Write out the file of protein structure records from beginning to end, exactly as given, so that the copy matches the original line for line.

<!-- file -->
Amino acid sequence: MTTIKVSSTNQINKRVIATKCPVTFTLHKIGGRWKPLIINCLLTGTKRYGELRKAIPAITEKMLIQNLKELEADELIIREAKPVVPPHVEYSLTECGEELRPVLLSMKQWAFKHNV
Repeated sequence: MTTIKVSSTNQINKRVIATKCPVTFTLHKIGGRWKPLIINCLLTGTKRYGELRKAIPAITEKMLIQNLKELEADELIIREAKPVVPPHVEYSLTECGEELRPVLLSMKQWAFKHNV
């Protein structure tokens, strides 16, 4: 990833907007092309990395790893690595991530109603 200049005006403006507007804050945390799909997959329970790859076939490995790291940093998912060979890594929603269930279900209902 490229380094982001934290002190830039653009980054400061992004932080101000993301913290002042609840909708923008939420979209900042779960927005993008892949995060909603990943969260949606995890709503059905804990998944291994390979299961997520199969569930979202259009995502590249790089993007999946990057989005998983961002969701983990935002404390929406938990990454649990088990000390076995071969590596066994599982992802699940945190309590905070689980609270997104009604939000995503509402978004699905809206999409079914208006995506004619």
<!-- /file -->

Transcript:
Amino acid sequence: MTTIKVSSTNQINKRVIATKCPVTFTLHKIGGRWKPLIINCLLTGTKRYGELRKAIPAITEKMLIQNLKELEADELIIREAKPVVPPHVEYSLTECGEELRPVLLSMKQWAFKHNV
Repeated sequence: MTTIKVSSTNQINKRVIATKCPVTFTLHKIGGRWKPLIINCLLTGTKRYGELRKAIPAITEKMLIQNLKELEADELIIREAKPVVPPHVEYSLTECGEELRPVLLSMKQWAFKHNV
């Protein structure tokens, strides 16, 4: 990833907007092309990395790893690595991530109603 200049005006403006507007804050945390799909997959329970790859076939490995790291940093998912060979890594929603269930279900209902 490229380094982001934290002190830039653009980054400061992004932080101000993301913290002042609840909708923008939420979209900042779960927005993008892949995060909603990943969260949606995890709503059905804990998944291994390979299961997520199969569930979202259009995502590249790089993007999946990057989005998983961002969701983990935002404390929406938990990454649990088990000390076995071969590596066994599982992802699940945190309590905070689980609270997104009604939000995503509402978004699905809206999409079914208006995506004619």